‘Mr Moore has written a very good book. It has vivid characterization, country lore, humour and fine commonsense. It is true to the real heart of England,’ declared the Daily Telegraph in 1945 of John Moore’s Portrait of Elmbury . . .
The same could certainly be said of Brensham Village, its sequel, which was published a year later. Like its predecessor, Brensham Village is a lightly disguised picture of a part of England Moore knew well: the countryside surrounding the old market town of Tewkesbury, which Moore calls Elmbury, where he was born in 1907 – a lush and fertile area of market gardens and apple orchards, with the river Severn winding through. Brensham, Moore tells us, is a synthesis of several villages whose fields he roamed as a boy and whose pubs he drank in as a young man. In Portrait of Elmbury (SFE no. 26) he drew a vivid picture of growing up in a colourful and self-sufficient English country town in the years after the First World War. InBrensham Village, set in the 1930s, change is creeping in. There is still cricket on the village green and darts in the village pub, Moore and his friends still go fishing and ferreting and bird’s-nesting and hunting for moths. But mannerless weekenders are beginning to arrive in the village, along with a shady ‘Syndicate’ of developers, an ugly petrol station and a local cinema.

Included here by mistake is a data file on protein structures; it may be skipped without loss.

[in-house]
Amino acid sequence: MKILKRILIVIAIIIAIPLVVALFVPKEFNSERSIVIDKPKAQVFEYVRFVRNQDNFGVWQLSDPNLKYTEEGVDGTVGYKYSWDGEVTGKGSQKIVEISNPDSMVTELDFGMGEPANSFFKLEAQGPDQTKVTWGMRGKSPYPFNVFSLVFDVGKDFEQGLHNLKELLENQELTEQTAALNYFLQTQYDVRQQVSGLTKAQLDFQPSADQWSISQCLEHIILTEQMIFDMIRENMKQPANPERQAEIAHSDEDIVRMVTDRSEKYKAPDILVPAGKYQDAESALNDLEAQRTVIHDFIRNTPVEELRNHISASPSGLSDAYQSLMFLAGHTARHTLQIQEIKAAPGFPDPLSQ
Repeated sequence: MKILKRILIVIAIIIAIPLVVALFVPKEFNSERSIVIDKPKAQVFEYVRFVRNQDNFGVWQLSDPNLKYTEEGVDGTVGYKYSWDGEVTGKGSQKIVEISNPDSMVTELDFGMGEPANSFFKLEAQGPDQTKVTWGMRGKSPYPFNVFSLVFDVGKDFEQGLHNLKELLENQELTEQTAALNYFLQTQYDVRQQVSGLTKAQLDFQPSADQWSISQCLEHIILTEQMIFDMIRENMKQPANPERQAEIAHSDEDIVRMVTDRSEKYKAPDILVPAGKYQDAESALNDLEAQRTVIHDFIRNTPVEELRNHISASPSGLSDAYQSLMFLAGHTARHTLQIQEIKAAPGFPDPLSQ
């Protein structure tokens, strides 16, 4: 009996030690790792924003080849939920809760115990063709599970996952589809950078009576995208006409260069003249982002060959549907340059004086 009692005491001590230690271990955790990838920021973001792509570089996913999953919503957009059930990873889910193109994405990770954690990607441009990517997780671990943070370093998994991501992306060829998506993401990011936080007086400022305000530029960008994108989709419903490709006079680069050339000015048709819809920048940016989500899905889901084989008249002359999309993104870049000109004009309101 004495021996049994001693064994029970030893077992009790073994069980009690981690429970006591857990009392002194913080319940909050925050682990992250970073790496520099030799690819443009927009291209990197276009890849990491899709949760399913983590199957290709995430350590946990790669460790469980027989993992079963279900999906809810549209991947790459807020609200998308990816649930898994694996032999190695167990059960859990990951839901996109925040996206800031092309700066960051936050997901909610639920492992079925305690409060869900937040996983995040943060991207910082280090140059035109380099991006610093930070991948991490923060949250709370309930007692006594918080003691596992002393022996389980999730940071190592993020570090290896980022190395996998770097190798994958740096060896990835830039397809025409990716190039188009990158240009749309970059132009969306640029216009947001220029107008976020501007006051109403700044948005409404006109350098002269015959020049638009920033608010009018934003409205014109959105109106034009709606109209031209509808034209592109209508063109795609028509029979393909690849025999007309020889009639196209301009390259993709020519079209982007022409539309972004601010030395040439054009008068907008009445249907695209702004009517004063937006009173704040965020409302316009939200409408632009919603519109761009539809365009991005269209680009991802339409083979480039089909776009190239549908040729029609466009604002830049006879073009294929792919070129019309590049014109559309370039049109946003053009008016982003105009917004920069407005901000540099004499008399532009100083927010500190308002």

Some of the same characters who appeared in Elmbury are still going strong – Mr Chorlton, Moore’s polymathic bachelor Classics master; the sporting whisky-sodden old Colonel, hung about with guns and salmon rods; the trio of rogues Moore christens Pistol, Bardolph and Nym, plus a whole new cast of villagers – market-gardeners, farmers, barmaids, members of the cricket team – watched over by shabby, gentle Lord Orris in his crumbling, mortgaged manor. These were the last shadows of an England that was on the very point of vanishing – ‘a world’, as John Moore wrote to T. H. White, ‘that will never come back’, but one that he captured brilliantly for ever.